Get on the Trail to discover some of the most significant sites of Native Americans in Florida.
Five centuries ago, Florida was home to approximately 100,000 native people living in hundreds of communities and representing many different cultures. For more than 12,000 years, the original Floridians left traces of their lives and work on the landscape. Their ceremonial mounds, village middens, hunting camps, and other archaeological remains are fragile messengers from this profoundly different time. Our archaeological heritage is a legacy that we are privileged to experience and obligated to protect. It is a link to people and cultures that are mostly extinct, as well as to the vibrant native cultures of the present. Thanks to the Trail of Florida's Indian Heritage, you can experience the places and the lives of Native Americans in Florida.
This tour will begin in Gainesville and travel south to Crystal River, continue down the west coast of Florida and end at Big Cypress Seminole Indian Reservation in the Everglades. This tour will highlight just a few of the stops covered in the Trail of Florida's Indian Heritage, Inc. brochure.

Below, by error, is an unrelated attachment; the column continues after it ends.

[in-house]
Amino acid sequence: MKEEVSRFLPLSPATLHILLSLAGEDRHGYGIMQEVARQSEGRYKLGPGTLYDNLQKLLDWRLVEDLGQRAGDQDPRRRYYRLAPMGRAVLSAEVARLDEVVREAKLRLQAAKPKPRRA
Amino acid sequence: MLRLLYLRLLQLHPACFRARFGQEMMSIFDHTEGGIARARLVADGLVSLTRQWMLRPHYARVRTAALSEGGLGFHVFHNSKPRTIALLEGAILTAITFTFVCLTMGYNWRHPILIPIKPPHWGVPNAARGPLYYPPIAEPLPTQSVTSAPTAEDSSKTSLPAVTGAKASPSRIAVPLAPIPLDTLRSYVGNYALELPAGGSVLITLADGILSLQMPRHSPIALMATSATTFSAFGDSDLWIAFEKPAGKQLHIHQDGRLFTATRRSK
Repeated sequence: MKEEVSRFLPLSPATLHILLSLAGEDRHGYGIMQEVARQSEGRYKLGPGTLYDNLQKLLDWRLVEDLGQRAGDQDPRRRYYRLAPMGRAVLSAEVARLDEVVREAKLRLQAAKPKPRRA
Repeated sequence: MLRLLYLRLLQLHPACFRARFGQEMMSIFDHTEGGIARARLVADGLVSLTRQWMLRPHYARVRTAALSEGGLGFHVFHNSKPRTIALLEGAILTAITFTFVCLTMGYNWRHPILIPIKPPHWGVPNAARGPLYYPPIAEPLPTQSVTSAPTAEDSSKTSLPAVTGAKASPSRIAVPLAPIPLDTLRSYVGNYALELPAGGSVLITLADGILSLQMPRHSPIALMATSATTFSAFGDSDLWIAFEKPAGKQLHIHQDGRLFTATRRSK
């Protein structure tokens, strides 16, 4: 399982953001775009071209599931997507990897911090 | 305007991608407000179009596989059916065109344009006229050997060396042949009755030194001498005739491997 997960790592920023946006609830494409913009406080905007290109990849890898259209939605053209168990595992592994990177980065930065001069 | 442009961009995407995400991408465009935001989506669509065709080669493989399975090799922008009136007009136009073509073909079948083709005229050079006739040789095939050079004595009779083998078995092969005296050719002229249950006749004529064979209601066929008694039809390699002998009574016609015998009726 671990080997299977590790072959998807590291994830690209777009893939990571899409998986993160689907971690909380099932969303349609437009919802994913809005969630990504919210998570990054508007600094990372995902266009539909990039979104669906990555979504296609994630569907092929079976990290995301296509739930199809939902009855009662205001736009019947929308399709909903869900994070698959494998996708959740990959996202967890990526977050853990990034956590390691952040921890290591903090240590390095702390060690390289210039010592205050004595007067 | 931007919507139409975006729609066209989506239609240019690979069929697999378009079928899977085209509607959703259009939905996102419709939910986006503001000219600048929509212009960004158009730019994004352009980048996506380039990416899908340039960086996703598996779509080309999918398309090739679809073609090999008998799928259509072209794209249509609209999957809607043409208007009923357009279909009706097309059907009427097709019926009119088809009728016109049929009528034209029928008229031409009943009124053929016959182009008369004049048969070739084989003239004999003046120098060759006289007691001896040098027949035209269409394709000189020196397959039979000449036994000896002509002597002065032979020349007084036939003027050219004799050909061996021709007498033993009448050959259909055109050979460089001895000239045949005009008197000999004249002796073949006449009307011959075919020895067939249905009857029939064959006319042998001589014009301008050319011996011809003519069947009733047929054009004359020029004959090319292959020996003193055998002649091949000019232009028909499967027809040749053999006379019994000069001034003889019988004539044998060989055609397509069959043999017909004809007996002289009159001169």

Be sure to visit the trail's website before you leave at www.trailoffloridasindianheritage.org.
The Florida Museum of Natural History, (352) 846-2000, is located on the University of Florida campus in Gainesville. Archaeology enthusiasts will especially enjoy exhibits in the Hall of Northwest Florida Waterways and Wildlife and the Hall of South Florida People and Environments. To get to the museum from I-75, take exit 384 and travel 1 mile east on State Road 24 (Archer Road). Turn north (left) on State Road 121 (SW 34th Street). Travel to the third traffic signal. Turn right on Hull Road. The entrance to the University of Florida Cultural Plaza is on the right side of Hull Road.
Get back on Archer Rd. (S.R. 24) and go west for 36 miles (from I-75) to U.S. 19/98 and travel south for 33 miles to Crystal River Archaeological State Park, (352) 795-3817 located two miles north of Crystal River off U.S. 19/98. See where coastal dwellers relied on the rich marine estuaries of Florida's Gulf Coast and traveled to Crystal River for the burial of their dead and other religious and political purposes for thousands of years. The visitor center showcases artifacts from Crystal River and related sites, and also includes a video.